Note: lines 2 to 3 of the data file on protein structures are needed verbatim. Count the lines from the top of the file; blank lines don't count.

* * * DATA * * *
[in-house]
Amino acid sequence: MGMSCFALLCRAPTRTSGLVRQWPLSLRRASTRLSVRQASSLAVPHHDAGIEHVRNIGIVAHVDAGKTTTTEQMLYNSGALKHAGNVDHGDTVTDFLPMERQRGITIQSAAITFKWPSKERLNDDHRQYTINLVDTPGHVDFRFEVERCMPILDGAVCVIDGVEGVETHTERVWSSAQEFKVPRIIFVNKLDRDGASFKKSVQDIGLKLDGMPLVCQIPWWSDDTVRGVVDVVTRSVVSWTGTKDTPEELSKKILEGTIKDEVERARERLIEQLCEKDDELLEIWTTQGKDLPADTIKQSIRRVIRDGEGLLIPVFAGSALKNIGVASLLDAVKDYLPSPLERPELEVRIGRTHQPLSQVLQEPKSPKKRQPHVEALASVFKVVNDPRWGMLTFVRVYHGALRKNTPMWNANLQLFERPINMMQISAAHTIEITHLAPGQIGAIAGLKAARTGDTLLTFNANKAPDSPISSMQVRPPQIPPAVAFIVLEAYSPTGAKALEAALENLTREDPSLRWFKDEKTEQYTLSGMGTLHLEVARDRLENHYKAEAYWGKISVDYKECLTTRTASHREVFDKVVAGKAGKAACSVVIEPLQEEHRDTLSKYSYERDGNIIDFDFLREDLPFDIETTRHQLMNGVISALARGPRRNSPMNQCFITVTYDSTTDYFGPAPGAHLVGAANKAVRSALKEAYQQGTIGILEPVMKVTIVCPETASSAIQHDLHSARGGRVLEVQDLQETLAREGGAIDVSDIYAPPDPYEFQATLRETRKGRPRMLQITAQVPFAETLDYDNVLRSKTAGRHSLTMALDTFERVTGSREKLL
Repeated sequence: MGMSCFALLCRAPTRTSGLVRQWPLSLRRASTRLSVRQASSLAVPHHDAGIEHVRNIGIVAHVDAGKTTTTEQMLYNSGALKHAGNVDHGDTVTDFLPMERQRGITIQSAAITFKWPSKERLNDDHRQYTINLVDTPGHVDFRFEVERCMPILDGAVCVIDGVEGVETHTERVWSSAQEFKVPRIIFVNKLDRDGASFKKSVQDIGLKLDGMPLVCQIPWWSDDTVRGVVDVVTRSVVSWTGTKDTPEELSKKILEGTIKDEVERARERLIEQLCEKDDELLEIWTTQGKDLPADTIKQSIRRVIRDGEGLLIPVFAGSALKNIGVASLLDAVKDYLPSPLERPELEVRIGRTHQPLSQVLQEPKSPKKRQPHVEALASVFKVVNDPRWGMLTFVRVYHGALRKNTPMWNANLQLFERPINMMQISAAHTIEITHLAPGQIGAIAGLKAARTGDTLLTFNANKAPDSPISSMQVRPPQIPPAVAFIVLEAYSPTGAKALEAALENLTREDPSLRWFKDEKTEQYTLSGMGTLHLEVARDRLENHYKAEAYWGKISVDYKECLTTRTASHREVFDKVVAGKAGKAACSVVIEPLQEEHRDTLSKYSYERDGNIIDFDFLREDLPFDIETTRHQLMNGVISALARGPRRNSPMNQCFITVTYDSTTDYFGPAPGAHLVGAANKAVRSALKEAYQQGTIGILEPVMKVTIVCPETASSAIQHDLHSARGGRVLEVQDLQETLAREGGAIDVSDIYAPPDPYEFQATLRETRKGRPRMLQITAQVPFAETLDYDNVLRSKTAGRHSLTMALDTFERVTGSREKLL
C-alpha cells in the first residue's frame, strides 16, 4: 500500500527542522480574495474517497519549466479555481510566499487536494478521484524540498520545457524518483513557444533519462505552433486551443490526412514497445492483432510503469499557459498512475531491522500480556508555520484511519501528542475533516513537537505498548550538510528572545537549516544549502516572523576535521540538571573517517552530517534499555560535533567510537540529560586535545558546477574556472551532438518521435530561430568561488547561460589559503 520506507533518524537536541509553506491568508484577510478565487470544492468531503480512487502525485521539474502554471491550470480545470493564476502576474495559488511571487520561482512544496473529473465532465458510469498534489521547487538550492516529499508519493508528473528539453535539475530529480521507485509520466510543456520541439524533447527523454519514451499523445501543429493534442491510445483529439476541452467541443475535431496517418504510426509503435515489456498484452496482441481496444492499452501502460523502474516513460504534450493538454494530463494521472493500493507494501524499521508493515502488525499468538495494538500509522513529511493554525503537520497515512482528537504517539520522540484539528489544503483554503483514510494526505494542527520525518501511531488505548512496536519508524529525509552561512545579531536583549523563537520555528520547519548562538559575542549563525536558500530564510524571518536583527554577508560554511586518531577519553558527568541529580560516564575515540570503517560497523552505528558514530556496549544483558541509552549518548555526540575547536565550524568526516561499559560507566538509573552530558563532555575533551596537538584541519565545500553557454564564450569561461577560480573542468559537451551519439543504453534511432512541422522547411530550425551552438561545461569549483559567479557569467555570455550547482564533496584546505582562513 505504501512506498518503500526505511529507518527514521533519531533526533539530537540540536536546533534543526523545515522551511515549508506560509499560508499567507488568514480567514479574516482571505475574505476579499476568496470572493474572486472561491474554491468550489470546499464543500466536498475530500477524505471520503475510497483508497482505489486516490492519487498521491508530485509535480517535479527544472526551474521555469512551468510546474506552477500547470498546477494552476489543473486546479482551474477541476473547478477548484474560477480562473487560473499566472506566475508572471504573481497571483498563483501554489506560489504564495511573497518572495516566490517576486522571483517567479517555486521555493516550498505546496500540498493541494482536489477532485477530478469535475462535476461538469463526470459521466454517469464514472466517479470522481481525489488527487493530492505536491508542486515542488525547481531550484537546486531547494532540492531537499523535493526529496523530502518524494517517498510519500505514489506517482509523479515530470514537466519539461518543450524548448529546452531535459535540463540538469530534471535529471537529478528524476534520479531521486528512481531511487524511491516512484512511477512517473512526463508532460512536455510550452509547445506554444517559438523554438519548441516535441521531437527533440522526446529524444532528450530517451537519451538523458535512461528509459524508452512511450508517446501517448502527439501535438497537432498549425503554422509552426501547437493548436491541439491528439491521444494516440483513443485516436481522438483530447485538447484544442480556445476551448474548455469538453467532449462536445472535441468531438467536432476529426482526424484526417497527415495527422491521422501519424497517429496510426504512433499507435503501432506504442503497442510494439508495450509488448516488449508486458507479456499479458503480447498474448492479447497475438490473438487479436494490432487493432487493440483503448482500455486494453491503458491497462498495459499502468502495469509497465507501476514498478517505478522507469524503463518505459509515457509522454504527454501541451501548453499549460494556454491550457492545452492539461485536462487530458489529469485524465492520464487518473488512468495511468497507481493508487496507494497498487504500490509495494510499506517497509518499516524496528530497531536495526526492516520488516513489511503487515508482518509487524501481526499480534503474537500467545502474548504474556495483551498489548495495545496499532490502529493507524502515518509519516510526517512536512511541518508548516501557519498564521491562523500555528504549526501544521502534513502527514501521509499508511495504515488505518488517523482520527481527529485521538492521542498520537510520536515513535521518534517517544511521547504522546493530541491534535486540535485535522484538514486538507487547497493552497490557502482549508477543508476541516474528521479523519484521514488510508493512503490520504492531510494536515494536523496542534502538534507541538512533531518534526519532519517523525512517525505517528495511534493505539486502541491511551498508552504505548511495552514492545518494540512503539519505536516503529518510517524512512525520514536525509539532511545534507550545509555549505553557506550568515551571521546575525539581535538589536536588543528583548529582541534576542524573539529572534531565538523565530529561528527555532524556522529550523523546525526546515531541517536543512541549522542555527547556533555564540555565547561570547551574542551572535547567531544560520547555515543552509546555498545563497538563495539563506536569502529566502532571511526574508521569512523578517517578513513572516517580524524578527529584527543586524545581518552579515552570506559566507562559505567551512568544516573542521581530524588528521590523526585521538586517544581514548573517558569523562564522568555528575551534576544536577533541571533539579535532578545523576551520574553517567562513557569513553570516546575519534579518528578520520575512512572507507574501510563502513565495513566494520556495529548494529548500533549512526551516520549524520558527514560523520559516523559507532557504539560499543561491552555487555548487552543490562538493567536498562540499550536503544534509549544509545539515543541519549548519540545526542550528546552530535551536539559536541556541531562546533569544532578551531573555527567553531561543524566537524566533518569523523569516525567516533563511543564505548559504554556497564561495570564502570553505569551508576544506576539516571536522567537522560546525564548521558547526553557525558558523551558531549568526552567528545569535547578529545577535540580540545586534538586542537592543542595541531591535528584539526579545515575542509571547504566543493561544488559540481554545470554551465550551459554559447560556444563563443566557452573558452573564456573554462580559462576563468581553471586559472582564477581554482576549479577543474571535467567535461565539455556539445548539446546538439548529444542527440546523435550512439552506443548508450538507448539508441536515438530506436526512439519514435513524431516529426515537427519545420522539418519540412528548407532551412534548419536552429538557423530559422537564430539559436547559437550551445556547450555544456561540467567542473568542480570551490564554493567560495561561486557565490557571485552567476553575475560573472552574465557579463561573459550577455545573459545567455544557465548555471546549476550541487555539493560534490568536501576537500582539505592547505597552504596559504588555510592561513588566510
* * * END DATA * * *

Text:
Amino acid sequence: MGMSCFALLCRAPTRTSGLVRQWPLSLRRASTRLSVRQASSLAVPHHDAGIEHVRNIGIVAHVDAGKTTTTEQMLYNSGALKHAGNVDHGDTVTDFLPMERQRGITIQSAAITFKWPSKERLNDDHRQYTINLVDTPGHVDFRFEVERCMPILDGAVCVIDGVEGVETHTERVWSSAQEFKVPRIIFVNKLDRDGASFKKSVQDIGLKLDGMPLVCQIPWWSDDTVRGVVDVVTRSVVSWTGTKDTPEELSKKILEGTIKDEVERARERLIEQLCEKDDELLEIWTTQGKDLPADTIKQSIRRVIRDGEGLLIPVFAGSALKNIGVASLLDAVKDYLPSPLERPELEVRIGRTHQPLSQVLQEPKSPKKRQPHVEALASVFKVVNDPRWGMLTFVRVYHGALRKNTPMWNANLQLFERPINMMQISAAHTIEITHLAPGQIGAIAGLKAARTGDTLLTFNANKAPDSPISSMQVRPPQIPPAVAFIVLEAYSPTGAKALEAALENLTREDPSLRWFKDEKTEQYTLSGMGTLHLEVARDRLENHYKAEAYWGKISVDYKECLTTRTASHREVFDKVVAGKAGKAACSVVIEPLQEEHRDTLSKYSYERDGNIIDFDFLREDLPFDIETTRHQLMNGVISALARGPRRNSPMNQCFITVTYDSTTDYFGPAPGAHLVGAANKAVRSALKEAYQQGTIGILEPVMKVTIVCPETASSAIQHDLHSARGGRVLEVQDLQETLAREGGAIDVSDIYAPPDPYEFQATLRETRKGRPRMLQITAQVPFAETLDYDNVLRSKTAGRHSLTMALDTFERVTGSREKLL
Repeated sequence: MGMSCFALLCRAPTRTSGLVRQWPLSLRRASTRLSVRQASSLAVPHHDAGIEHVRNIGIVAHVDAGKTTTTEQMLYNSGALKHAGNVDHGDTVTDFLPMERQRGITIQSAAITFKWPSKERLNDDHRQYTINLVDTPGHVDFRFEVERCMPILDGAVCVIDGVEGVETHTERVWSSAQEFKVPRIIFVNKLDRDGASFKKSVQDIGLKLDGMPLVCQIPWWSDDTVRGVVDVVTRSVVSWTGTKDTPEELSKKILEGTIKDEVERARERLIEQLCEKDDELLEIWTTQGKDLPADTIKQSIRRVIRDGEGLLIPVFAGSALKNIGVASLLDAVKDYLPSPLERPELEVRIGRTHQPLSQVLQEPKSPKKRQPHVEALASVFKVVNDPRWGMLTFVRVYHGALRKNTPMWNANLQLFERPINMMQISAAHTIEITHLAPGQIGAIAGLKAARTGDTLLTFNANKAPDSPISSMQVRPPQIPPAVAFIVLEAYSPTGAKALEAALENLTREDPSLRWFKDEKTEQYTLSGMGTLHLEVARDRLENHYKAEAYWGKISVDYKECLTTRTASHREVFDKVVAGKAGKAACSVVIEPLQEEHRDTLSKYSYERDGNIIDFDFLREDLPFDIETTRHQLMNGVISALARGPRRNSPMNQCFITVTYDSTTDYFGPAPGAHLVGAANKAVRSALKEAYQQGTIGILEPVMKVTIVCPETASSAIQHDLHSARGGRVLEVQDLQETLAREGGAIDVSDIYAPPDPYEFQATLRETRKGRPRMLQITAQVPFAETLDYDNVLRSKTAGRHSLTMALDTFERVTGSREKLL